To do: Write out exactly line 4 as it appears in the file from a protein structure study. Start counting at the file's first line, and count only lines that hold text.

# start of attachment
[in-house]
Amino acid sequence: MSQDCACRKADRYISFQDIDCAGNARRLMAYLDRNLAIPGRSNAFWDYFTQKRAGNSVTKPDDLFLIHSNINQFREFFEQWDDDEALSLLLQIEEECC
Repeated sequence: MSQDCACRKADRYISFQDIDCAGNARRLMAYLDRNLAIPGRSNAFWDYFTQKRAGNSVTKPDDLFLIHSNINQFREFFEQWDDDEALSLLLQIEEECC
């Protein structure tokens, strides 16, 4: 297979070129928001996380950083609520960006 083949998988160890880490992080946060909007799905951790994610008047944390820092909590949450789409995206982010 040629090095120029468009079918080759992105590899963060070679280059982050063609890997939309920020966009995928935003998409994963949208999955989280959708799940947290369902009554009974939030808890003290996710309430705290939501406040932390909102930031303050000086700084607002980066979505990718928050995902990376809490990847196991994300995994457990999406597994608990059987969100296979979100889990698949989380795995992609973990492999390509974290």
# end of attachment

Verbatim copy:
């Protein structure tokens, strides 16, 4: 297979070129928001996380950083609520960006 083949998988160890880490992080946060909007799905951790994610008047944390820092909590949450789409995206982010 040629090095120029468009079918080759992105590899963060070679280059982050063609890997939309920020966009995928935003998409994963949208999955989280959708799940947290369902009554009974939030808890003290996710309430705290939501406040932390909102930031303050000086700084607002980066979505990718928050995902990376809490990847196991994300995994457990999406597994608990059987969100296979979100889990698949989380795995992609973990492999390509974290």